There are many reasons for the trend. In some places there were no people volunteering for local elected office, in other place local finances had got out of hand for lack of skilled oversight.
This has led to more local governments with professionalised services, but this has a political cost. Studies show that citizen participation really declines in places where local governments have recently merged.
Local parliaments are not the answer
Larger municipalities are starting to rely now on municipal “parliaments” made up of elected representatives. These have established themselves mostly in French- and Italian-speaking Switzerland. In 2017 there were 475 municipal or city parliaments with a total of 173,39 elected members.
Here too, though, there are problems. There is a high rate of turnover among the elected representatives. In municipal parliaments in German-speaking Switzerland, there is on average one departure for every new entrant during a legislative period.
There are alternatives. In canton Lucerne, smaller municipalities are trying something new: they just put everything to a popular vote. Even when fairly minor matters are at stake, five or six times more people cast a ballot than used to show up to town meetings.
Youth and women under-represented
Many political scientists also criticise the make-up of town meetings. In 86% of these meetings, young residents are under-represented, and in 32% seniors are overrepresented, according to figures reported by political science blogsite DeFacto in 2016.
Women and newcomers are also less well integrated in the process. In contrast, local businesses turn out in force and are over-represented at town meetings.
Political scientist Philipp Rochat, who has written a PhD thesis on town meetings in canton Aargau at the Aarau Centre for Democracy, plays down the low-turnout phenomenon. Decisions by legitimate town meetings are generally accepted, he found, and a high rate of participation does not necessarily mean a better quality of democracy.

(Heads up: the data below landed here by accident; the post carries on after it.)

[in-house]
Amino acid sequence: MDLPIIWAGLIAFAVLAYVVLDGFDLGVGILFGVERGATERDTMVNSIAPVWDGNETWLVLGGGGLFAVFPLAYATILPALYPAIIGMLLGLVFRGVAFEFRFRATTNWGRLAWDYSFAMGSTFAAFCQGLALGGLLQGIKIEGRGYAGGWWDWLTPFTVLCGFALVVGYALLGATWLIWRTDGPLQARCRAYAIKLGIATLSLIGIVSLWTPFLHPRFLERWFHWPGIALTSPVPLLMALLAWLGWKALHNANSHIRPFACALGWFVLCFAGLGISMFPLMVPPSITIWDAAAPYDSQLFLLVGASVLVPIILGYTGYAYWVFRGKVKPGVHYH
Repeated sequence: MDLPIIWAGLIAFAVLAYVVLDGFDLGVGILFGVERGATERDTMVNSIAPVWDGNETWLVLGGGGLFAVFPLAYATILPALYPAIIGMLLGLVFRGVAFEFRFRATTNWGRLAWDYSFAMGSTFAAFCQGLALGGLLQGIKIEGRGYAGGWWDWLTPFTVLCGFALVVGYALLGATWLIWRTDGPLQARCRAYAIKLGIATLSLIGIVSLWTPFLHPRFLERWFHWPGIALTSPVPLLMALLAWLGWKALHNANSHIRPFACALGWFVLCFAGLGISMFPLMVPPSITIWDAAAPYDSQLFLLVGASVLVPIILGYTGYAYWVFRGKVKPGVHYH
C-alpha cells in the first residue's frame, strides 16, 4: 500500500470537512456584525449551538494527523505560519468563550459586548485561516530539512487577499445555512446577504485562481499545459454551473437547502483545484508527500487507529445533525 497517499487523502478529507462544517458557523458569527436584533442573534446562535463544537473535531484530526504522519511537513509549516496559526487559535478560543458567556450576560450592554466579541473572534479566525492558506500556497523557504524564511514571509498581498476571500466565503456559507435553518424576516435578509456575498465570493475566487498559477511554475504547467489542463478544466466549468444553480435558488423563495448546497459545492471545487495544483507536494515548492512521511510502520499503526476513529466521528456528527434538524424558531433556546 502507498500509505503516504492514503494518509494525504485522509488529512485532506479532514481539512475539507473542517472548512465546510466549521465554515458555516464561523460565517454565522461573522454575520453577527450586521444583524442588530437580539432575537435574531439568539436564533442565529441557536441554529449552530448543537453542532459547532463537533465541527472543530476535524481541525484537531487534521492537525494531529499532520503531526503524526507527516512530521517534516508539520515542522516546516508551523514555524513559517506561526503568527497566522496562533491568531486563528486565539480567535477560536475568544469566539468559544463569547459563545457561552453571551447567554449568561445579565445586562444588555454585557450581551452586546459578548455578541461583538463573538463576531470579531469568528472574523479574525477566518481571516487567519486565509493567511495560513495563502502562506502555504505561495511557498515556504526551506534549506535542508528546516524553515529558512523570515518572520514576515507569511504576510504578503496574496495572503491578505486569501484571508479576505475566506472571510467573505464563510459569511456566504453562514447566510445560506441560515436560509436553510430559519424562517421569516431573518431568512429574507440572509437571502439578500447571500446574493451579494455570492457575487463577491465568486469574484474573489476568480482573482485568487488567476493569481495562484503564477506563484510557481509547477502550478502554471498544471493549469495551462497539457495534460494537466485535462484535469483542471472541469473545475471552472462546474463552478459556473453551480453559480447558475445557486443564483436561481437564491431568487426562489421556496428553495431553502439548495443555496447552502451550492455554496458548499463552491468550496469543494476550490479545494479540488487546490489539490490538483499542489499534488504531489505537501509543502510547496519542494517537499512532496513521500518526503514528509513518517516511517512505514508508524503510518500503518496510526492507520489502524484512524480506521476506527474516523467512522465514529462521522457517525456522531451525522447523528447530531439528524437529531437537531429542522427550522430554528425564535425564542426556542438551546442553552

A dying local press
Daniel Kübler, co-director of the Aarau Centre for Democracy, sees increased pressure on local government politics. In a study on the link between the local press and local political participation he found that "the higher the print run of local papers, and the more they report on local political issues, the more people turn out to vote."
But in the current climate, the opposite also holds true: the more local media are hit by closures and major media ignore local politics, the less the citizen turnout is going to be in those municipalities.
So there is reason for concern. If local media are not there, there is no coverage. And local politics without coverage – and therefore no public input – opens the door for interest groups to push their own interests and agendas.
What needs to happen? There is a proposed solution at least with regard to the decline of local media. Otfried Jarren, who chairs the government's advisory commission on media, is calling for information and discussion platforms on the Internet, funded by foundations and the local communities.
Functioning democracy needs involvement of people, and the grassroots democracy of town meetings relies on people’s sense of belonging to their home town. Erosion of this sense of belonging has changed Switzerland in the space of a generation.
There are clearly plenty of problems for the traditional town meeting – the basic building-block of direct democracy – but the solutions are not so clear.